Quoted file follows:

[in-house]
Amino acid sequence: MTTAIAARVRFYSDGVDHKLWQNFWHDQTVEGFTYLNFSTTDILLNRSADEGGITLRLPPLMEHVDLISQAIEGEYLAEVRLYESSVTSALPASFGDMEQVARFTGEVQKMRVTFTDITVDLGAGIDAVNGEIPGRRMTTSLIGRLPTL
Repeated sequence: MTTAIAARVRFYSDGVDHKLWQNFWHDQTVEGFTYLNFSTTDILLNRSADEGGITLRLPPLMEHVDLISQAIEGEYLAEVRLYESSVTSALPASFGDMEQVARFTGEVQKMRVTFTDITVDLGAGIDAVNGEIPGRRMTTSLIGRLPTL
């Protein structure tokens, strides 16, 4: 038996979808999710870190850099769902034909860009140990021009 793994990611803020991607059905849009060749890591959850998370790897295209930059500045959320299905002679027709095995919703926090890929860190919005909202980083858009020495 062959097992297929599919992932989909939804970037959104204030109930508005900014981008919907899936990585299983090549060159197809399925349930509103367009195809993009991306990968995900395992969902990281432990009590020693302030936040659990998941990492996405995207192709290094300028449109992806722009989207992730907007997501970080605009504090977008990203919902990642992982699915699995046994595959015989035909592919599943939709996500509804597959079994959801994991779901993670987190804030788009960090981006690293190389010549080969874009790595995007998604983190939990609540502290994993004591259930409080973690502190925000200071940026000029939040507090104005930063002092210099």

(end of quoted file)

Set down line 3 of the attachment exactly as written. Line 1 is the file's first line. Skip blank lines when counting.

Repeated sequence: MTTAIAARVRFYSDGVDHKLWQNFWHDQTVEGFTYLNFSTTDILLNRSADEGGITLRLPPLMEHVDLISQAIEGEYLAEVRLYESSVTSALPASFGDMEQVARFTGEVQKMRVTFTDITVDLGAGIDAVNGEIPGRRMTTSLIGRLPTL